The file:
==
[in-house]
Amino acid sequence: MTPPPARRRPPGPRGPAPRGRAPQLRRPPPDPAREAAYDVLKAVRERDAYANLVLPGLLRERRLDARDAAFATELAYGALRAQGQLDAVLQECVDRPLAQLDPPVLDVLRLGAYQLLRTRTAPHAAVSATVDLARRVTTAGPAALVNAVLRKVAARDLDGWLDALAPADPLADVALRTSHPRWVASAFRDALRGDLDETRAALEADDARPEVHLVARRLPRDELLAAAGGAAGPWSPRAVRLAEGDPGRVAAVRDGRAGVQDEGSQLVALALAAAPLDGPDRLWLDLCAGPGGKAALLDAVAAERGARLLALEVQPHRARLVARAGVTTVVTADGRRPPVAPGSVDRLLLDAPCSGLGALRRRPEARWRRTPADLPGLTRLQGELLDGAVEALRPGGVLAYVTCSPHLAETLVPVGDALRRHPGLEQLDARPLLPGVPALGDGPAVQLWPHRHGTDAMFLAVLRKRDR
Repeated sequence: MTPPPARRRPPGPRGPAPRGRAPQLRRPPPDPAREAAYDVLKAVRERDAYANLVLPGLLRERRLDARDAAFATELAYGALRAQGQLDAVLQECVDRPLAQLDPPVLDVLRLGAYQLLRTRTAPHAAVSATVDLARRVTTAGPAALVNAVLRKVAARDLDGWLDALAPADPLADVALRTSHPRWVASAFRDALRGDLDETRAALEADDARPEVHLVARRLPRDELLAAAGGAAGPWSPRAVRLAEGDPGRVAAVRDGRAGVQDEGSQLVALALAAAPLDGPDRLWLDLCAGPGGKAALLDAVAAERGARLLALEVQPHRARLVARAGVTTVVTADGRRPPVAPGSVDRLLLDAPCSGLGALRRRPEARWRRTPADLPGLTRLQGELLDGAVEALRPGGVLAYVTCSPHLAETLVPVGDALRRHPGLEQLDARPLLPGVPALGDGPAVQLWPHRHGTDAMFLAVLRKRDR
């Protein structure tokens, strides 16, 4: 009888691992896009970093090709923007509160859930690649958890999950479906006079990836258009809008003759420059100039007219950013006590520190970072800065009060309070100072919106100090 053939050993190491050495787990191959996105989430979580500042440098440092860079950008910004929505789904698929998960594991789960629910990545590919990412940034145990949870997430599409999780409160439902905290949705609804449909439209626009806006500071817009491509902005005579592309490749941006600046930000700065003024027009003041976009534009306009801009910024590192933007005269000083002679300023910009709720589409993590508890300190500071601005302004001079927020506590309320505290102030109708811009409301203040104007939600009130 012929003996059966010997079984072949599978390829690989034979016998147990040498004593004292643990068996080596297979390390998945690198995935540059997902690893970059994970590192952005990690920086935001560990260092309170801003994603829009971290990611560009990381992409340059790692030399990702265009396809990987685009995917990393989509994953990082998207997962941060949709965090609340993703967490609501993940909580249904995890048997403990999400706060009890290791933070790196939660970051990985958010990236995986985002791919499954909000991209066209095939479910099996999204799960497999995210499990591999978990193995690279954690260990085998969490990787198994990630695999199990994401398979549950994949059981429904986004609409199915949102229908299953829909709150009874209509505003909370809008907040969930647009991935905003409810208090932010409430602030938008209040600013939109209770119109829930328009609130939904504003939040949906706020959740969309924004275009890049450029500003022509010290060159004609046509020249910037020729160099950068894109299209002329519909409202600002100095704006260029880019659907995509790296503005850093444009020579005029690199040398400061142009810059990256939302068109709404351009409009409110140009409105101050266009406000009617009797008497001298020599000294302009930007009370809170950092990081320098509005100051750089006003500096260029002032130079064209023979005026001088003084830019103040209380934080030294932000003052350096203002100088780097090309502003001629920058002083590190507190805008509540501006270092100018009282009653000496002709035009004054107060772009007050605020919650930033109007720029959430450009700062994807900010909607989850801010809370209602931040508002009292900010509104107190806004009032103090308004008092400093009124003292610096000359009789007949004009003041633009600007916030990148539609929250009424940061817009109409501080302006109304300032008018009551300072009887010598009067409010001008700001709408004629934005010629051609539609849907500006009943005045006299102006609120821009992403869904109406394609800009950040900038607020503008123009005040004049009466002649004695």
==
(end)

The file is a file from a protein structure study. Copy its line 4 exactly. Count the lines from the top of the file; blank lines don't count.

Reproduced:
């Protein structure tokens, strides 16, 4: 009888691992896009970093090709923007509160859930690649958890999950479906006079990836258009809008003759420059100039007219950013006590520190970072800065009060309070100072919106100090 053939050993190491050495787990191959996105989430979580500042440098440092860079950008910004929505789904698929998960594991789960629910990545590919990412940034145990949870997430599409999780409160439902905290949705609804449909439209626009806006500071817009491509902005005579592309490749941006600046930000700065003024027009003041976009534009306009801009910024590192933007005269000083002679300023910009709720589409993590508890300190500071601005302004001079927020506590309320505290102030109708811009409301203040104007939600009130 012929003996059966010997079984072949599978390829690989034979016998147990040498004593004292643990068996080596297979390390998945690198995935540059997902690893970059994970590192952005990690920086935001560990260092309170801003994603829009971290990611560009990381992409340059790692030399990702265009396809990987685009995917990393989509994953990082998207997962941060949709965090609340993703967490609501993940909580249904995890048997403990999400706060009890290791933070790196939660970051990985958010990236995986985002791919499954909000991209066209095939479910099996999204799960497999995210499990591999978990193995690279954690260990085998969490990787198994990630695999199990994401398979549950994949059981429904986004609409199915949102229908299953829909709150009874209509505003909370809008907040969930647009991935905003409810208090932010409430602030938008209040600013939109209770119109829930328009609130939904504003939040949906706020959740969309924004275009890049450029500003022509010290060159004609046509020249910037020729160099950068894109299209002329519909409202600002100095704006260029880019659907995509790296503005850093444009020579005029690199040398400061142009810059990256939302068109709404351009409009409110140009409105101050266009406000009617009797008497001298020599000294302009930007009370809170950092990081320098509005100051750089006003500096260029002032130079064209023979005026001088003084830019103040209380934080030294932000003052350096203002100088780097090309502003001629920058002083590190507190805008509540501006270092100018009282009653000496002709035009004054107060772009007050605020919650930033109007720029959430450009700062994807900010909607989850801010809370209602931040508002009292900010509104107190806004009032103090308004008092400093009124003292610096000359009789007949004009003041633009600007916030990148539609929250009424940061817009109409501080302006109304300032008018009551300072009887010598009067409010001008700001709408004629934005010629051609539609849907500006009943005045006299102006609120821009992403869904109406394609800009950040900038607020503008123009005040004049009466002649004695």